Gov. Sean Parnell announced at a press conference that he would for the time being decline federal funds that could provide more than 40,000 Alaskans health insurance.
That’s more people than live in Fairbanks, the state’s second largest city.
He said that although those who currently don’t have insurance are “real people and their health matters,” providing them such would only create a “culture of federal dependency.” Too, and this seemed his larger point, he did not want to be part of a system that could be viewed as supporting ObamaCare, which he called a “hot mess.”
Although it’s hard to argue that it’s not a “hot mess,” it’s also pretty clear that it’s going to be a hot mess with or without Alaska’s involvement. In fact, the money that we would receive from the feds –about $2.5 billion in additional economic activity and 4,000 new jobs in the next seven years –will just go to other states.
There will not be any savings to our federal treasury.
As the Alaska Chamber of Commerce, which supported expansion, put it: “As taxpayers, all Alaskans are subject to the increased federal taxes established to fund the new national healthcare law. If Alaska does not expand Medicaid, Alaskan’s taxes will pay for the uninsured in other states.”
Then again, not accepting the funds might make a nice campaign slogan as Parnell eyes a future federal office and as he knocks on the door of conservative political groups like Club for Growth, as he did in 2008.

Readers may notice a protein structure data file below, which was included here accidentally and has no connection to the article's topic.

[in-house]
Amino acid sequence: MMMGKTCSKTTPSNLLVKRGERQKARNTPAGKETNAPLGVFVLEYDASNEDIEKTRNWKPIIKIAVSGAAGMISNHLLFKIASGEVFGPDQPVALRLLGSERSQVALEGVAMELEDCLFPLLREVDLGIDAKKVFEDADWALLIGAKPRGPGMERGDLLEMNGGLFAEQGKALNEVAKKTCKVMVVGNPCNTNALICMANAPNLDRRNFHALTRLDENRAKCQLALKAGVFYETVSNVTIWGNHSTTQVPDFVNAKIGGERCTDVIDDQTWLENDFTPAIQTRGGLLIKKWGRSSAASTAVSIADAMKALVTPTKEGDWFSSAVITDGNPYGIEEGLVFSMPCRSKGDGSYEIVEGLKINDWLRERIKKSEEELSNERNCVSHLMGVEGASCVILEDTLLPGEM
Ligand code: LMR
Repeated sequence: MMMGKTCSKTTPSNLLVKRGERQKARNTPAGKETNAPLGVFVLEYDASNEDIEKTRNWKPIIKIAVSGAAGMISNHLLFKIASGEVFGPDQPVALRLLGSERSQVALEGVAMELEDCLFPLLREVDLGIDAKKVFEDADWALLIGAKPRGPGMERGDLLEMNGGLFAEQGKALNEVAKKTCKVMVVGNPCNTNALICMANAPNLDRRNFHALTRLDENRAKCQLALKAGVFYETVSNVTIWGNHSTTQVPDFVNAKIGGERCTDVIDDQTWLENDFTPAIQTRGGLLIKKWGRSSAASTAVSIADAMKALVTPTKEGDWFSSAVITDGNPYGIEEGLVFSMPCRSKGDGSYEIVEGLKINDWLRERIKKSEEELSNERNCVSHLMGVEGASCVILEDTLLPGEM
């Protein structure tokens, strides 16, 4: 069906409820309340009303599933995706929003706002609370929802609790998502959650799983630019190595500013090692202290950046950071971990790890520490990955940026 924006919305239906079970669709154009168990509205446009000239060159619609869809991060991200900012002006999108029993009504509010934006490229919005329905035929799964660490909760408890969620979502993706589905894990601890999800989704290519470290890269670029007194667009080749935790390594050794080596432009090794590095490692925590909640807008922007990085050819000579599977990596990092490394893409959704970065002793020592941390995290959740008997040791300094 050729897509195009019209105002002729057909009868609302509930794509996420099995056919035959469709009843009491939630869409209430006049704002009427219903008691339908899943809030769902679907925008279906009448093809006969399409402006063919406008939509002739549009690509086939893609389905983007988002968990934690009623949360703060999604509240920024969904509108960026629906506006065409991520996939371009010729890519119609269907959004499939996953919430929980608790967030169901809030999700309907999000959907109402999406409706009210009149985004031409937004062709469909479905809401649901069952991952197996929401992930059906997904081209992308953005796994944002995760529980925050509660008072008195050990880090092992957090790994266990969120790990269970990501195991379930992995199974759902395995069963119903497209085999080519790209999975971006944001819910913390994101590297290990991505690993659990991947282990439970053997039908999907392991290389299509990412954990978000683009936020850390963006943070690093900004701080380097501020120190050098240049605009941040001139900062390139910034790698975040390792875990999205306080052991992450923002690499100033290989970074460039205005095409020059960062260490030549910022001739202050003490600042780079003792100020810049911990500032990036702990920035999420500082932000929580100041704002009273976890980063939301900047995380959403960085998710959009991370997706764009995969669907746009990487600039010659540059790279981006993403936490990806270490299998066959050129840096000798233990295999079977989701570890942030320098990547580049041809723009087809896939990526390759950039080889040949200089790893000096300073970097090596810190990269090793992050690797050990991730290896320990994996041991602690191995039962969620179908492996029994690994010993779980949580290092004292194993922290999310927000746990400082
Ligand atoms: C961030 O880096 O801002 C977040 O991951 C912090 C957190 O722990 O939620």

Perhaps I’m being too hard on the governor. Perhaps he denied as many as 40,000 Alaskans health insurance out of real conviction and of real fear for Alaska’s financial future and for increasing government dependence. But if that’s the case, then I would challenge him to refuse other federal funds, like money for highways that will continue to be upgraded, or any number of other federal dollars that pour into the state.
Or, perhaps, he could take a hard look at the increasing number of state workers he’s hired since being elected, and the more than $700 million the state is paying for those health care costs.
Alaska is one of only four states where many of its state workers, including the governor and the legislators, don’t have to pay any monthly premiums, premiums that cost about $1400 per person a month. I’ve not once heard Parnell address this issue.
During the press conference, Parnell promised to work on solutions to address the healthcare needs of the poor. One of those solutions was to convene a commission to study the issue. That commission has a year to report back. The Alaska Native Tribal Health Consortium, which has also supported expansion, said that it was “skeptical that the Governor’s promised solutions can be developed and implemented soon enough to avoid further suffering for uninsured Alaskans.”
Aside from this, and a few other releases It’s unclear if the groups that have advocated expanding Medicaid, have any fight in them aside from issuing press releases expressing “disappointment.” The hospitals, the Alaska Chamber of Commerce, and numerous other groups, including Alaska Native groups, have all lobbied hard to expand the program, and I’ve been told that many of them feel defeated.
It’s also unclear which, if any, politicians are going to make this a serious issue in their campaigns. Sen. Mark Begich sent out a release that seemed to lack any fire. Bill Walker, who is running as an independent against Parnell, was reading the state issued report when I called and wasn’t ready for comment. No word yet from Democratic gubernatorial candidate Byron Mallot, who has been for expansion, though his campaign said he is working on it.
I’ll be publishing responses to Parnell’s decision later this evening.
So far, the only very clear voice of condemnation belongs to the chair of the Democratic Party, Mike Wenstrup, who called the decision “unconscionable.”
Then again, Wenstrup has nothing to lose.
Contact Amanda Coyne at firstname.lastname@example.org